Fall’s gold light and crisp air is pushing another summer into the past and we’re trading sandals for shoes and sun tan lotion’s oily envelope for a sweater’s warm embrace. As a shoulder season, autumn is the colorful assimilation of summer’s lushness back into the earth’s cycle, change hanging in the air, triggering a near-constant sense of nostalgia. Luckily, the perfect complement for nostalgia is adventure. There’s no better time for a road trip to create new memories and stories to tell over the coming winter.
Actually, in my opinion it’s always a good time for a road trip, but you know what I mean.
Road trips are a travel staple for me. A fossil-fueled birthright whose carbon footprint is theoretically offset by the good they do temporarily springing us from the glowing screens of our self-inflicted digital solitary confinement. From books such as On the Road or Into the Wild to movies like Easy Rider and even National Lampoon’s Vacation, hitting the road is a narrative lens that speaks to our cultural heart and soul. Here’s a quick list of pro-tips cobbled together from my own experiences piling too many miles onto unsuspecting vehicles while wandering aimlessly. Whether you’re cruising a quick fifty miles for a scenic picnic or grinding two thousand on a cross-country epic, riding solo or with a posse, these are just a few easy things to make everything run that much smoother.
Food. Obviously. Stock up a small cooler with some healthy snacks, or, if it’s a longer trip, the building blocks of a few decent meals and you’ll escape a truck stop fast food rut that’ll leave you feeling as gross as the thick cheap meat musk that’ll greet you every time you open the doors afterwards. Not eating out also saves cash, something you’ll be thankful for when you crack those extra beers at the end of the day.
Camera. Sure, your average smartphone can muster up enough megapixels for social media updates, but there’s something to be said for capturing a scenic vista with a dedicated device. Even the more basic point and shoots will take better pics than the flashiest iPhone, and why not save the most vivid memories you can?
My dog. Okay, so Basil isn’t gonna fit in any bags. But if I’m not flying, he’s coming. The perfect travel companion, he’s happy just to be along for the ride, is always up for anything, makes friends easily, isn’t picky on where we eat or what we listen to, and is a great cuddler on cold nights. He does get miffed if someone else steals shotgun, though. I usually let them work it out for themselves.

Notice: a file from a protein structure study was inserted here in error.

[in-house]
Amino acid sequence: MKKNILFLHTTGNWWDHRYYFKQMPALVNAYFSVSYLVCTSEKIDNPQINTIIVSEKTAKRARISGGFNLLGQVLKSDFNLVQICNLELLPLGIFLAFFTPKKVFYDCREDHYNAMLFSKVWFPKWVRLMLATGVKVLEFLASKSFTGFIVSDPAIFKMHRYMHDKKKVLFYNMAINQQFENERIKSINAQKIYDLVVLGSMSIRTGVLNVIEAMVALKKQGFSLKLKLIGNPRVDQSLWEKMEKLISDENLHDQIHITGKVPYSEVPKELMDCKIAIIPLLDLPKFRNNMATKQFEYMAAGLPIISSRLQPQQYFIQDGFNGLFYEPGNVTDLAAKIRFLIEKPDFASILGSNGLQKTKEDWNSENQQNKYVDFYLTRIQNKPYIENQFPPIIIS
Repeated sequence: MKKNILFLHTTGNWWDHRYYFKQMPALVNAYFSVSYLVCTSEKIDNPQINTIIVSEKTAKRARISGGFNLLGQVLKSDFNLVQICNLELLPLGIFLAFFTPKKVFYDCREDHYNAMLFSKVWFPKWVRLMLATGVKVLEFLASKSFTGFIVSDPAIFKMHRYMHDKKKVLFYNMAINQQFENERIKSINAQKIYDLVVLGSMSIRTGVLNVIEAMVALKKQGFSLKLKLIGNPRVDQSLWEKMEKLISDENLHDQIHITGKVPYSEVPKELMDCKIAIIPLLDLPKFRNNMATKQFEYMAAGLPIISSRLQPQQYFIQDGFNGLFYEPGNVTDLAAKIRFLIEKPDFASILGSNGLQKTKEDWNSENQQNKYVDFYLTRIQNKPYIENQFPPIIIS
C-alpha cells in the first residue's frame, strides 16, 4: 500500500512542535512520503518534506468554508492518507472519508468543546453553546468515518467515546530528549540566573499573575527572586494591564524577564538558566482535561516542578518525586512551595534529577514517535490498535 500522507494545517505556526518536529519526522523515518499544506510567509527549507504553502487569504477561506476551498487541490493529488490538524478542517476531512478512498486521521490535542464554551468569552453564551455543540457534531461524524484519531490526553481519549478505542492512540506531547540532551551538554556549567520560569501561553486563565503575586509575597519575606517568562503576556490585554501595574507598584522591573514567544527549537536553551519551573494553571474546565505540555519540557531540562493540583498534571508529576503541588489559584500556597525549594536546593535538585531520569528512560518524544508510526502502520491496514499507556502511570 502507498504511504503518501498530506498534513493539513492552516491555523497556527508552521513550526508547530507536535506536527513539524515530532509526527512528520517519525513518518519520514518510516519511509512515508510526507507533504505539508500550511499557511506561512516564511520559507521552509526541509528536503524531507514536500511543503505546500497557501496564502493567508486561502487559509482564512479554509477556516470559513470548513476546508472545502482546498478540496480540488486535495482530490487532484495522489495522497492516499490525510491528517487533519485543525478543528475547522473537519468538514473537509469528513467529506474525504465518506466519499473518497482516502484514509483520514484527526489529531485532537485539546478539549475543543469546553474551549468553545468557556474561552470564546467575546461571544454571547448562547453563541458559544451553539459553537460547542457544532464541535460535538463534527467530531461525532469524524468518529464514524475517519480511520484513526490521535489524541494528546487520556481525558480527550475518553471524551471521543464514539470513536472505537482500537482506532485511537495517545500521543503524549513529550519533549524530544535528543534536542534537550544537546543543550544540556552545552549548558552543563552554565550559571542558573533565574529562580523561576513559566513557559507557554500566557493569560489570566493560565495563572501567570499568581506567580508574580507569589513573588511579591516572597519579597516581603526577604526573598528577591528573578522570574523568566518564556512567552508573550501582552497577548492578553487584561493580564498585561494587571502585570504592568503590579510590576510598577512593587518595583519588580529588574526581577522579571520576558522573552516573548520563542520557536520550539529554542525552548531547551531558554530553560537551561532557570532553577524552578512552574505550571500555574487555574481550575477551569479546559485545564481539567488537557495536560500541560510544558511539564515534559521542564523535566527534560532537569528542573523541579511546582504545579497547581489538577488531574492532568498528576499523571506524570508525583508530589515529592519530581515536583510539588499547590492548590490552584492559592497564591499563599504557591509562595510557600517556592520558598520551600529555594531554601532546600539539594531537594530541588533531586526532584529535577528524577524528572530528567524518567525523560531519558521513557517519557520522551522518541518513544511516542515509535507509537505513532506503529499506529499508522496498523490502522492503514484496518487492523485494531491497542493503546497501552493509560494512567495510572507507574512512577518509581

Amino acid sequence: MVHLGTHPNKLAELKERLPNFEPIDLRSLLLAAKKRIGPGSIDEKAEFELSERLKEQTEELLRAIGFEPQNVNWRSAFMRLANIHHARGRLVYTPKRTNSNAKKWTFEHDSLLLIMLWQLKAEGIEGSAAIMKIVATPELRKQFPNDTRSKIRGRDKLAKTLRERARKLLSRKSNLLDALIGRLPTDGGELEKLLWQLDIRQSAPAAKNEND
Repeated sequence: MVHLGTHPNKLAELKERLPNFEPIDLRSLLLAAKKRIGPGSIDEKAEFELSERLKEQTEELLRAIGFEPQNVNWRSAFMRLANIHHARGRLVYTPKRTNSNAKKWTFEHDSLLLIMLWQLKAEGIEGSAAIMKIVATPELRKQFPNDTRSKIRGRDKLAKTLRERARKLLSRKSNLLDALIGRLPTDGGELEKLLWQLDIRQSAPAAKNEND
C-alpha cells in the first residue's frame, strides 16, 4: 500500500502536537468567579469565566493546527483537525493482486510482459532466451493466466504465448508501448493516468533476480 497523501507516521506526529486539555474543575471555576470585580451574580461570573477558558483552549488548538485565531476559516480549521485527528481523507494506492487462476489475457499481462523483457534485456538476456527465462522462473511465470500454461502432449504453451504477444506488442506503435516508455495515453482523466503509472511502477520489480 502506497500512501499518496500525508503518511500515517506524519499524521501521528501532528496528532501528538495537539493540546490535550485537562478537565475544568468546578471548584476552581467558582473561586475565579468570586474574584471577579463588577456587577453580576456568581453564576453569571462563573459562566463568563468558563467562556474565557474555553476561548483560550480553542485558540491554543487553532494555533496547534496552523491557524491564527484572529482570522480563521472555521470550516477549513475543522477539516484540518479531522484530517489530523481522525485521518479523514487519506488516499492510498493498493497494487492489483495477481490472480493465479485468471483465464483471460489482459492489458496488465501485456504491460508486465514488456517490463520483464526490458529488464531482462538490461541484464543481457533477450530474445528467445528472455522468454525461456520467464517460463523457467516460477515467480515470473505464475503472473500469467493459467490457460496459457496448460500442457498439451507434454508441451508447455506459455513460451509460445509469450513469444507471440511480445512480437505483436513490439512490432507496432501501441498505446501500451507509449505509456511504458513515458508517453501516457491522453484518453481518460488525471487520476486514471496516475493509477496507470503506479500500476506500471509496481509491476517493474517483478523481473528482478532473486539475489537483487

Hoodie. More than just a means to keep warm as the sun goes down, a good hooded sweatshirt or fleece can double as a blanket, pillow, towel, tourniquet, even a last minute disguise. Not that you have anything to hide from, of course. But you never know what’s gonna happen on the road.
Travel Mug / Water Bottle. By 2050 our oceans will contain more plastic than fish. Don’t shell out your hard-earned cash for a plastic bottle of tap water produced by a massive agricorp when you can just refill an insulated metal bottle for free. Plus, it’ll keep your cocoa or coffee hot for way longer and make less of a trash pile in your vehicle. Having a set of real silverware is a solid move as well.
Swiss Army Knife or Multitool. Open cans, pull corks, cut cheese, whittle a stick, whatever. You never know when you’ll need a knife or screwdriver or even those weird little pull out tweezers, but you’ll always be glad you have ‘em when you do.
Music. This is the big one. A soundtrack is key, and no one wants to spend all day chasing the fading signals of local talk radio and generic pop stations. And don’t just play the same stuff over and over again. Ask anyone who’s coming to make a playlist in advance, you can even have them tailor it to a specific landscape or stretch of road, and go from there. Podcasts are great, too, but good tunes set the vibe, keeping spirits high if white line monotony sets in, and who doesn’t love singing along to a favorite song at highway speeds? Long drives/walks/rides are the best time to check out some new music, so with that in mind I’ve thrown together a quick playlist of my own for you to check out, with a mix of my current favorites and more than a few longtime classic songs.